Posts tagged with: junk food

cookie2Every so often your writer is reduced to scratching his head bemusedly at what leftist religious shareholder activists deem worthy of prioritization. Whether based on religious faith or not, it always seemed to me shareholders’ concerns should be maximization of return on investments rather than reshaping the world into a progressive utopia.

Yet here we have the religious shareholder activists of the Interfaith Center on Corporate Responsibility and Boston Common Asset Management celebrating a victory that their press release practically equates with alleviating world poverty, hunger and disease. Yes, dear readers, ICCR and BCAM successfully convinced Mondelez International Inc. – the corporate bogeyman responsible for such crimes against humanity as the delicious snack foods Oreos, Cadbury, Ritz Crackers and Triscuits – to drop all advertising aimed at children under 12 years old:

While the company had a policy in place that prohibited any advertising to children under six, and called for any advertising to children 6-11 to meet specific nutritional criteria, the new policy will go even further. According to Mondelez’ website: (more…)

In his commentary, Matt Cavedon, communications associate at the Acton Institute, addressed new taxes that are being proposed to combat the high obesity rates in the United States and to provide financial support for health care reform.  The new taxes proposed to help fund health care reform will begin to tax what Congress deems junk food or unhealthy food.  Cavedon exposes the hypocrisy fostered by taxes on such junk or unhealthy food:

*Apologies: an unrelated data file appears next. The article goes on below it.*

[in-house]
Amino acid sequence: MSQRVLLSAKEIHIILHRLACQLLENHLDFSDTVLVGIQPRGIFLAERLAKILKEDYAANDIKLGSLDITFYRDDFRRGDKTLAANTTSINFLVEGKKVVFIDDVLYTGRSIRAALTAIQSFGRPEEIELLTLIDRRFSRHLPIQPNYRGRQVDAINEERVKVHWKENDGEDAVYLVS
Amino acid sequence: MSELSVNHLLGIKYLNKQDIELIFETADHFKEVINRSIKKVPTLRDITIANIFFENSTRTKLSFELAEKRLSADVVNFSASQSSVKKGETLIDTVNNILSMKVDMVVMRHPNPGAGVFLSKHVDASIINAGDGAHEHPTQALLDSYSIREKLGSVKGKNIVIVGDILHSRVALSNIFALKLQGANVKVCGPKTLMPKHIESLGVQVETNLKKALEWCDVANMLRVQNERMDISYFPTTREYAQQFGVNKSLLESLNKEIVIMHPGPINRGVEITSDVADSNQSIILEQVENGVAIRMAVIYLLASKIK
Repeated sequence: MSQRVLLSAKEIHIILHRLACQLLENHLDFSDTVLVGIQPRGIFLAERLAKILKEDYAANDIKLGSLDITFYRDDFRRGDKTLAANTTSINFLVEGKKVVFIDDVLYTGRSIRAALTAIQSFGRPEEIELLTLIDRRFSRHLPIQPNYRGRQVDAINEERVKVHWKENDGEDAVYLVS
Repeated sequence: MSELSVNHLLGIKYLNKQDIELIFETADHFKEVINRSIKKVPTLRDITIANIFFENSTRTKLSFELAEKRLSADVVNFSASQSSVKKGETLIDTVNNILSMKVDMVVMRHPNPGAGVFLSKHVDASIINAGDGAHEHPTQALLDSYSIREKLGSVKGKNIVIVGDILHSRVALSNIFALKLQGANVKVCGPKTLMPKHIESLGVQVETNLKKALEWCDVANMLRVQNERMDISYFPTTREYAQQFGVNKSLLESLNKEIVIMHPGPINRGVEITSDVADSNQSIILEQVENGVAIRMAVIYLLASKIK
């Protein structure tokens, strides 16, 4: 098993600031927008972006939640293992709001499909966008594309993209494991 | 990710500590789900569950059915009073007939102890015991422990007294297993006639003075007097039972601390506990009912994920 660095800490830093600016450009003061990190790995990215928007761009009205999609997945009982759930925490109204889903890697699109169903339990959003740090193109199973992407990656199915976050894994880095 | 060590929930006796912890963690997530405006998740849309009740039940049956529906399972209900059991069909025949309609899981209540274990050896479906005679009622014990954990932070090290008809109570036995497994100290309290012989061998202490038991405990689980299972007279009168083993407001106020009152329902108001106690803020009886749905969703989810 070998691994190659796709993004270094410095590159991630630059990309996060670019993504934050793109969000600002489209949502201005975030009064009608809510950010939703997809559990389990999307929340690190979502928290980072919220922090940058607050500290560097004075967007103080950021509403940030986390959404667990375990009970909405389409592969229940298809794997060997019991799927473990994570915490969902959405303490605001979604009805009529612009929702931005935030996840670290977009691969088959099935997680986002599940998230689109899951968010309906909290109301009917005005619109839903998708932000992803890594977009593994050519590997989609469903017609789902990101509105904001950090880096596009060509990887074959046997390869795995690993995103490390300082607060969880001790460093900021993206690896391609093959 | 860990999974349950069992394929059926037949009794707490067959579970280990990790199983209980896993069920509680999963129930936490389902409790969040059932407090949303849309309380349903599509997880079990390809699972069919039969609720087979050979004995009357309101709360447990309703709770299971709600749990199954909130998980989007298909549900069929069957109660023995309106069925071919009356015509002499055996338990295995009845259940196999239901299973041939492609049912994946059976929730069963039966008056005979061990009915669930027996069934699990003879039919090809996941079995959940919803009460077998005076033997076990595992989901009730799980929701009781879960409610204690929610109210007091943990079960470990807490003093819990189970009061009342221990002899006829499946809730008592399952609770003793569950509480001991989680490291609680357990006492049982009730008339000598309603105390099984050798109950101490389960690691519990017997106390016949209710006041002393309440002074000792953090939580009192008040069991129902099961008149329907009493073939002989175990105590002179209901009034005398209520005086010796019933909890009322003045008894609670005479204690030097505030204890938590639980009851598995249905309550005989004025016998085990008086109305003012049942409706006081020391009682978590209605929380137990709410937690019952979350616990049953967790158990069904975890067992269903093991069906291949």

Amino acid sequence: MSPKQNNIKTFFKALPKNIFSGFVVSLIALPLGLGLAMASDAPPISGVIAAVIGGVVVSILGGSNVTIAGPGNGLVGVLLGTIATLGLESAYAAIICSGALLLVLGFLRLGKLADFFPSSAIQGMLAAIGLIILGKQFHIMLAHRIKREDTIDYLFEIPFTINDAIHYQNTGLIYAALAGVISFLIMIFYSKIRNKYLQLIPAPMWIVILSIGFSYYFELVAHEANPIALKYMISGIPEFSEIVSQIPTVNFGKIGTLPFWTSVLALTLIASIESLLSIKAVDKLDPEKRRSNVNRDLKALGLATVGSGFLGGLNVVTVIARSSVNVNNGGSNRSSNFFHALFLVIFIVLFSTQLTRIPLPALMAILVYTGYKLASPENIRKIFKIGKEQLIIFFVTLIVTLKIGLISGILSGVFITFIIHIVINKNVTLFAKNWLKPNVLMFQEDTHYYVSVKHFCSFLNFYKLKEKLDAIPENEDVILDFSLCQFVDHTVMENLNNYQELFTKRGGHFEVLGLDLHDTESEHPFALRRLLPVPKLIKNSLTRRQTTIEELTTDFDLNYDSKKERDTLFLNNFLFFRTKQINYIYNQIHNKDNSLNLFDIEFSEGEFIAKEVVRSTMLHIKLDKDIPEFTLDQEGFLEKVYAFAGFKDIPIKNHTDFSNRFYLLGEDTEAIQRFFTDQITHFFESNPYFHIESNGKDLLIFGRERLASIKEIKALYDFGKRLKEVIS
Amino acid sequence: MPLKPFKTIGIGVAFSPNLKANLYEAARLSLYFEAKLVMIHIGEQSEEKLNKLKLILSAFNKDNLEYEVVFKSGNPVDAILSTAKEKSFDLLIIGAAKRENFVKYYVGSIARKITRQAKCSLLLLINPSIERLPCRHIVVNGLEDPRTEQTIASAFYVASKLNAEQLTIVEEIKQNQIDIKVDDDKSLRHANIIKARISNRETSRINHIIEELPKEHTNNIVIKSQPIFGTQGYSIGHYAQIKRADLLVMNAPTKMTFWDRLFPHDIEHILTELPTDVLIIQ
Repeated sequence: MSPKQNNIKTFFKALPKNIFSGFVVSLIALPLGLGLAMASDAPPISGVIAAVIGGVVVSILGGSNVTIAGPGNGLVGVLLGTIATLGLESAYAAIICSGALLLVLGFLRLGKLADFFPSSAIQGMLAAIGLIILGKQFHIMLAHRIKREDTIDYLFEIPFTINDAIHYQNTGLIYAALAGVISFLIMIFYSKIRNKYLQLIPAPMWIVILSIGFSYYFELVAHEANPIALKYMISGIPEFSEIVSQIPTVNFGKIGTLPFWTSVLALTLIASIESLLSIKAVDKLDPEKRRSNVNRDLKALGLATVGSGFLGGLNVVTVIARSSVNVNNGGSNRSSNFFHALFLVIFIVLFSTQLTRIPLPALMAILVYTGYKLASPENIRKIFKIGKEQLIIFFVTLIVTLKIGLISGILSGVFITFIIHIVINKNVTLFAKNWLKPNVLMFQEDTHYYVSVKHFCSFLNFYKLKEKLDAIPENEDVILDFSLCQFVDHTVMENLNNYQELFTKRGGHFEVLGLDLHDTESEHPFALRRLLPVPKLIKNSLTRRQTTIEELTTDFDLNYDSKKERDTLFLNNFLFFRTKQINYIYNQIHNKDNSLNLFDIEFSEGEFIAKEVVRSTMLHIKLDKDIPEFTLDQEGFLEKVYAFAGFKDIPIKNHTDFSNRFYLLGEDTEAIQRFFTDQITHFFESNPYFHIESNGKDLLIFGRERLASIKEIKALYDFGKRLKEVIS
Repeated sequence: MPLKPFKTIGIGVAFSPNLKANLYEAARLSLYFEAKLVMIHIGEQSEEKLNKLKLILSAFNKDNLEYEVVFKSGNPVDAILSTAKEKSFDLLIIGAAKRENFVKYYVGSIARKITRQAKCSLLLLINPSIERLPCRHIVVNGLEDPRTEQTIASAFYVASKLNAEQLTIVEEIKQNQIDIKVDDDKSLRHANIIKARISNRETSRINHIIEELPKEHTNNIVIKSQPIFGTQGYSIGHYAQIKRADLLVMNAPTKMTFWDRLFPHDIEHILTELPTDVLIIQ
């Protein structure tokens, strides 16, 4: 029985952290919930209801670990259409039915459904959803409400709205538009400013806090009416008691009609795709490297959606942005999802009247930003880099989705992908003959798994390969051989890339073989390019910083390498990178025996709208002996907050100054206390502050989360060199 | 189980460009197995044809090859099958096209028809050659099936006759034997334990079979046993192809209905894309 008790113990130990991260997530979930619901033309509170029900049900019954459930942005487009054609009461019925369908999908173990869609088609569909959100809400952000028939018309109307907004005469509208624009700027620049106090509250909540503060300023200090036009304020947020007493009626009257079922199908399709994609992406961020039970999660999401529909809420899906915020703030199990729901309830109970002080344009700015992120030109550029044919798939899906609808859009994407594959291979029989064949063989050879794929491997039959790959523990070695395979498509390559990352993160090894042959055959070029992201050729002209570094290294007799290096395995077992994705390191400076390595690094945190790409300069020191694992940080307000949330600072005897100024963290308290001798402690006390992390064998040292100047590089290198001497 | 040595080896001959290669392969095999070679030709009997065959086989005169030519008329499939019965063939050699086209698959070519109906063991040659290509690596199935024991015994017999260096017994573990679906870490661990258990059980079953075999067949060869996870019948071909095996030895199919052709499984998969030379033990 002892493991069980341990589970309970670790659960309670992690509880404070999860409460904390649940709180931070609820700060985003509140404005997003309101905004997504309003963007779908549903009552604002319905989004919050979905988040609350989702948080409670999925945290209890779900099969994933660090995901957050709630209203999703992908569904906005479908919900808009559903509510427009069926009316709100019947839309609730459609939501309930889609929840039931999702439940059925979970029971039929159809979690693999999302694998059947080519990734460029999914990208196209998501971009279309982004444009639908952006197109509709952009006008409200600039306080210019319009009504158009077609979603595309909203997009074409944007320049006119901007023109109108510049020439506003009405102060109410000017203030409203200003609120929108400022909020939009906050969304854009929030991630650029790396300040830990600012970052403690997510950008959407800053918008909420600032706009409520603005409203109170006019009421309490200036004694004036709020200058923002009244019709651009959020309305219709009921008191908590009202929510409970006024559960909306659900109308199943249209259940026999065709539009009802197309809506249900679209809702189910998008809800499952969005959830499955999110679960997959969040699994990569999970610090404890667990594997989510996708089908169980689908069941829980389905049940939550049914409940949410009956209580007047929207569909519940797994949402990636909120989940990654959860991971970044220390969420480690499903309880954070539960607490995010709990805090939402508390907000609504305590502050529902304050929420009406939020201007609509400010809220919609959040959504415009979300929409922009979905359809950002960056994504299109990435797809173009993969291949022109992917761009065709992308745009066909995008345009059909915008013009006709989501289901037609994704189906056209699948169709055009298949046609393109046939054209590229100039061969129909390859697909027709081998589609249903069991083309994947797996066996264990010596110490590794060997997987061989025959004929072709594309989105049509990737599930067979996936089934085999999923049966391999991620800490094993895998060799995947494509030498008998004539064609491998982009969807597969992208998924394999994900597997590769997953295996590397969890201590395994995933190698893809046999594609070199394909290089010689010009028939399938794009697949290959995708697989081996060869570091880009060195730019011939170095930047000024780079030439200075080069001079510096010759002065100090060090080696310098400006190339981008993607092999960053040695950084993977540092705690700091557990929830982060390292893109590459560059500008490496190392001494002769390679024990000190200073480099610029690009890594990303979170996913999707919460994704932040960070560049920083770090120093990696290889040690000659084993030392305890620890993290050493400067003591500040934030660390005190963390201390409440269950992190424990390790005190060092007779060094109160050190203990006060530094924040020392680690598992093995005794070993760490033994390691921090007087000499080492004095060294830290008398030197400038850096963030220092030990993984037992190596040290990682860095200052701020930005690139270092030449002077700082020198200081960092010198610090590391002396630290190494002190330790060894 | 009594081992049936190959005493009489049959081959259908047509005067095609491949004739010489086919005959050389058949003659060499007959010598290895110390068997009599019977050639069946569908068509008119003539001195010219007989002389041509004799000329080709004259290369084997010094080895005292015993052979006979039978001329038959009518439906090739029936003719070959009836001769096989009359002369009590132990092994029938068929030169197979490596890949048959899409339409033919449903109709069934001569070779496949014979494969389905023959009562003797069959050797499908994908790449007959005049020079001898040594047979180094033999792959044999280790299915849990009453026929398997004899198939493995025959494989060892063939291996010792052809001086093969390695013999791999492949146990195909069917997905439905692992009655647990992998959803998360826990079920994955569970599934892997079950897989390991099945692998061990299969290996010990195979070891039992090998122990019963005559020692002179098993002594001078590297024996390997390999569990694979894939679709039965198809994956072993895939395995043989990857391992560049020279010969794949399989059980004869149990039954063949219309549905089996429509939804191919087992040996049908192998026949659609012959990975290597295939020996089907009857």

In “The Sin Tax: Economic and Moral Considerations,” the Rev. Robert A. Sirico, president of the Acton Institute, has argued against the idea of taxing sins to pay for public services. If the government relies on taxes on unhealthy foods to pay for health care programs, how can it both fight obesity and maintain steady revenue? Sirico says it cannot: “Under a sin tax, the state finds itself professing to discourage certain behaviors while relying on their continuance as a source of revenue.” The government may say unhealthy eating is bad, but it would rely on it for tax money.

The problem of hypocrisy leaves aside the question of whether government is qualified to be the moral police officer of our pantries in the first place. Sirico points out that “the government’s sense of morality, especially when it is influenced by excessive power, is often at war with traditional standards and common sense.” With food taxes, eating apple pie would become more of a punishable sin in the eyes of the government than cheating on a spouse.

Cavedon further explains the hypocrisy of taxes on junk and unhealthy food while also articulating the moral disorientation of such taxes.  “Obesity is a problem” Cavedon states, “but higher taxes are not the answer.”